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EV maker Byton suspends operations in China, files for bankruptcy in North America and Europe

Written by Song Jingli Published on 

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Byton, which promised a vehicle with a 48-inch video screen spanning the whole dashboard, is unlikely to launch its debut model anytime soon.

Nanjing-headquartered electric vehicle (EV) maker Byton, once a promising startup best known for the long-awaited M-Byte, featuring a 48-inch video screen spanning the whole dashboard, will suspend operations for six months in the Chinese mainland as of July 1 and furlough all employees in the region. The company has also filed for bankruptcy in North America and Europe.

Byton’s founder and chief executive Daniel Kirchert made the announcement on Monday during a teleconference of over 800 current and former employees in China, citing economic pressure from unfinished fundraising moves.

All employees based in Nanjing, Beijing, and Shanghai have been informed about the suspension, which is expected to last six months. Byton had about 1,030 employees in the Chinese mainland, 340 employees in the United States, and 65 employees in Germany by the end of May, according to 36Kr. The firm has a manufacturing facility in Nanjing, a design center in Munich, and an R&D hub in Silicon Valley.

In April, the company experienced the first setbacks due to the coronavirus outbreak, including furloughs of over 200 US employees, slowing progress in fundraising, and delayed salaries, KrASIA reported.

Byton responded, indicating that delays were due to  “communication issues”, and promised that payments for March were being processed. The firm also announced that members of the core management team would slash 80% of their salaries and contribute to Byton’s ongoing Series C fundraising.

Byton car
A look at Byton’s promised 48-inch video panel Source: Byton press release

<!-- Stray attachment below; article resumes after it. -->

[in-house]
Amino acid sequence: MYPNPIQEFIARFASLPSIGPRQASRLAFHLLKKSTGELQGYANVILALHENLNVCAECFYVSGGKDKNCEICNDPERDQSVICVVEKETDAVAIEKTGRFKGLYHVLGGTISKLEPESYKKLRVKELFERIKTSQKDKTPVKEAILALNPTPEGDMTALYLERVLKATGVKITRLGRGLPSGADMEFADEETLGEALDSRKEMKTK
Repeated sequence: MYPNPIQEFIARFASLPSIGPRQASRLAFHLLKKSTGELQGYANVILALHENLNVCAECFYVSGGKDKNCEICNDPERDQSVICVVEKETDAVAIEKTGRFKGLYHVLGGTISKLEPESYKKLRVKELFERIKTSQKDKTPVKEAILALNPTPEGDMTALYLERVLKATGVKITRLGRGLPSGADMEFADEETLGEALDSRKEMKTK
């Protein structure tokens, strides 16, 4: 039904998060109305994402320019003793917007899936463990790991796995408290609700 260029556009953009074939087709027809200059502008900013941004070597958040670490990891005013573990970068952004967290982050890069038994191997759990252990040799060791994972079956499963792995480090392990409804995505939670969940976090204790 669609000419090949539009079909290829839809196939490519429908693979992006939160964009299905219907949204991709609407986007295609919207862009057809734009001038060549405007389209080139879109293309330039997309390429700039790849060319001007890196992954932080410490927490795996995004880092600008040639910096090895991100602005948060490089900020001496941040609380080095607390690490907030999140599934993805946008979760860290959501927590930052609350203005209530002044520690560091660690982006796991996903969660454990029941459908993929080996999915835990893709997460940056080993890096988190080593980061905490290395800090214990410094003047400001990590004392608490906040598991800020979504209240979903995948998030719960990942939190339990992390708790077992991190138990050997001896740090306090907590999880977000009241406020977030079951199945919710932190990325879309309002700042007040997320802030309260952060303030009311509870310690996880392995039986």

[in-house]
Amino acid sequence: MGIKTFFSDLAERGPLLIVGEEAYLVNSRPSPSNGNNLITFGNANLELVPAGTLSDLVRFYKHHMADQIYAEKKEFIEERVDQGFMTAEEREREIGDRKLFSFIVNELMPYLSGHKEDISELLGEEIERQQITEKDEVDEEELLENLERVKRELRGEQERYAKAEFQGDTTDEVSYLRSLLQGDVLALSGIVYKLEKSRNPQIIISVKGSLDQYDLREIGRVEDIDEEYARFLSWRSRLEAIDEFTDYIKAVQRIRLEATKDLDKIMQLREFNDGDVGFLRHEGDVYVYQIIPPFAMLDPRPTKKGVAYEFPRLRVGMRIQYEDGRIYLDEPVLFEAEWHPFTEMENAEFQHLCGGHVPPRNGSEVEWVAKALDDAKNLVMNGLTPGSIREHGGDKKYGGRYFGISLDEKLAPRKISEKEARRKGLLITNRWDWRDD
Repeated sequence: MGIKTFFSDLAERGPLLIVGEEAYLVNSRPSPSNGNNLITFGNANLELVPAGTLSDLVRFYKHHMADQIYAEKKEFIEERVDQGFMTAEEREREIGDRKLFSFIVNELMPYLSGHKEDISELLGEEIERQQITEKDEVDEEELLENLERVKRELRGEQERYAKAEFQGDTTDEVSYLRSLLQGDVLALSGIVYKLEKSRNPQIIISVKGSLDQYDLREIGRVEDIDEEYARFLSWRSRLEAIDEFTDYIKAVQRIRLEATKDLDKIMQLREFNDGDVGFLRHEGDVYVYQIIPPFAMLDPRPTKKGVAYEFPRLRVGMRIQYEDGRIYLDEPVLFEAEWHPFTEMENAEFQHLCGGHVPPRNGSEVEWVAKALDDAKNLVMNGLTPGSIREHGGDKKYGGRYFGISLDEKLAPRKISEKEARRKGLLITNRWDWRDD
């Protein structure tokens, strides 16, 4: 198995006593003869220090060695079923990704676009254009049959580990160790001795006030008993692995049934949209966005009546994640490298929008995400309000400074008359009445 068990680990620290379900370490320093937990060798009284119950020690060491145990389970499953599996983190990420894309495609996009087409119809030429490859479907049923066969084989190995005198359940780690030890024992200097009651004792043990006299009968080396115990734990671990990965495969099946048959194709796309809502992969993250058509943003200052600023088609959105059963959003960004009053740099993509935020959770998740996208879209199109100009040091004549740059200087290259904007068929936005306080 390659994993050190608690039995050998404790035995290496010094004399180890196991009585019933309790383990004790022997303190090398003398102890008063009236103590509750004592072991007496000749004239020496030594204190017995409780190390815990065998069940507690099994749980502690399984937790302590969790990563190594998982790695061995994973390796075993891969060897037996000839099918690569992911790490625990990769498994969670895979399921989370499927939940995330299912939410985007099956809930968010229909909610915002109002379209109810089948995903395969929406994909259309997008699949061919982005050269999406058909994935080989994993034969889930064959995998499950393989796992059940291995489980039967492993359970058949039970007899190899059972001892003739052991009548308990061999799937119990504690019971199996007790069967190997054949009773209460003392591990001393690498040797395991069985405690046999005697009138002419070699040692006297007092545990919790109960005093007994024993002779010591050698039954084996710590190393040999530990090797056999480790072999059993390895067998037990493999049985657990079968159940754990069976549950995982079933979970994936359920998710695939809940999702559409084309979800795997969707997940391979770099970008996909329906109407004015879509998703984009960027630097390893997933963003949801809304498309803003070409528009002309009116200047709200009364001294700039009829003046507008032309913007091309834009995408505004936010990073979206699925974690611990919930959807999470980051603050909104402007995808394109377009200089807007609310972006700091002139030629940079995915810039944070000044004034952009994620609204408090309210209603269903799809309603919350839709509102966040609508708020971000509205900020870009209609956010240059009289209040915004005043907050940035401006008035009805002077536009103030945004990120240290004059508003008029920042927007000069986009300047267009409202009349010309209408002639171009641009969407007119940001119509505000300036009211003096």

However, according to a Byton employee, the firm has yet to honor its April promise, 36Kr reported. In the latest announcement, the firm said it will pay its employees their March salaries before July 10 and other delayed salaries between April and June in installments.

The company announced in September last year a USD 500 million Series C funding round from investors including China’s oldest automaker, FAW, and governmental funds affiliated with Jiangsu province and the capital Nanjing. The fundraising round was originally scheduled to close by the end of June, but has not been completed.

Amid a slowing EV market in China, Byton previously announced in December that its M-Byte would be delayed until mid-2020, half a year later than its original schedule. However, chances for the company to get back to business seem now slim.

The company obtained significant media attention when it showcased the production version of the M-Byte SUV model at CES 2020. The vehicle promised a 48-inch screen that spans the whole dashboard, offering content such as weather, GPS, media, and stock prices, among others, thanks to a wide range of key partnerships to power various functions of the vehicle’s massive screen.

Byton was founded in 2016 by Kirchert, formerly managing director for Infiniti China and president of Dongfeng Infiniti Motor Co, together with Carsten Breitfeld, who served as a vice president of BMW Group. Breitfeld left Byton under capital pressure in April 2019 and later joined another EV maker, Faraday Future, as global CEO.

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